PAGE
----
Photo of Gail Mandel, Ph.D.

Gail Mandel Ph.D.

Gail Mandel is senior scientist at the Vollum Institute and a professor in the Department of Biochemistry and Molecular Biology at OHSU. A valley girl at heart, she received her Ph.D. in Immunology from the University of California, Los Angeles, four years after receiving her B.A. in Biology. Mandel did her postdoctoral training at UCLA and the University of California, San Diego. She was an instructor in the Department of Pathology at Harvard Medical School for two years before joining Molecular Medicine at Tufts-New England Medical Center. In 1989, Mandel was promoted to associate professor in the Department of Neurobiology & Behavior at Stony Brook University and advanced to the rank of distinguished professor before joining the Vollum Institute in 2006. She was an HHMI Investigator from 1997 to 2016.

Research in the Mandel Lab is focused on understanding how neuronal cell identity is established and maintained. Most recently, the lab uncovered a role for glia in inducing neuronal dysfunction in Rett Syndrome, one of the most common causes of mental retardation in young girls.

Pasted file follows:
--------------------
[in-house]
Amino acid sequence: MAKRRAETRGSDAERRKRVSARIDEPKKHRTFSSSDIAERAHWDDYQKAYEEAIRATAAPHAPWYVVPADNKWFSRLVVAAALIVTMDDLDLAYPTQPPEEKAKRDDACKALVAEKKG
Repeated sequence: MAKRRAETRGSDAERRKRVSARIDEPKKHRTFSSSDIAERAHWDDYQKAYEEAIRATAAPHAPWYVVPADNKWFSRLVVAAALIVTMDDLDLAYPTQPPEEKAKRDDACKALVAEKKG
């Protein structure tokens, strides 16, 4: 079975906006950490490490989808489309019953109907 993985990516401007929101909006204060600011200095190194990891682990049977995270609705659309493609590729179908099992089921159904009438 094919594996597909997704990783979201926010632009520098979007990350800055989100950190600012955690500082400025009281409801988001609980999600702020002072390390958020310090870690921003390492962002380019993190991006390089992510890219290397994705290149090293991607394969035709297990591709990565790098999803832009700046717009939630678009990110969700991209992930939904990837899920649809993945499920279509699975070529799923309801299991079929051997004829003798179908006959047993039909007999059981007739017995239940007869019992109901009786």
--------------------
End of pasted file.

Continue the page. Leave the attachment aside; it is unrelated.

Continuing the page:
Areas of interest

  • Rett Syndrome
  • neuronal-glial interactions
  • microRNA
  • epigenetics
  • neurogenesis
  • neuronal circuitry
  • neurodevelopment

Education

  • B.S., University of California, Los Angeles 1972
  • Ph.D., University of California, Los Angeles 1977

Honors and awards

  • Jacob J. Javits Neuroscience Investigator Award, NINDS, NIH (1997-2004)
  • Investigator, Howard Hughes Medical Institute (1997-2016)
  • Elected member, National Academy of Sciences (2008)
  • Discovery Award, Medical Research Foundation of Oregon (2011)
  • NIH Transformative Research Award (2013-2018)
  • Councilor, Society for Neuroscience (2017-2021)

Publications

  • Monaghan CE, Nechiporuk T, Jeng S, McWeeney SK, Wang J, Rosenfeld MG, Mandel G. (2017) REST corepressors RCOR1 and RCOR2 and the repressor INSM1 regulate the proliferation-differentiation balance in the developing brain. Proc. Natl. Acad. Sci. USA 114:E406-E415.

  • Linhoff MW, Garg SK, and Mandel G. (2015) A high-resolution imaging approach to investigate chromatin architecture in complex tissues. Cell 163:246-255.

  • Cargnin F, Nechiporuk T, Müllendorff K, Stumpo DJ, Blackshear P, Ballas N, and Mandel G. (2014) An RNA binding protein promotes axonal integrity in peripheral neurons by destabilizing REST. J. Neurosci. 34:16650-16661.

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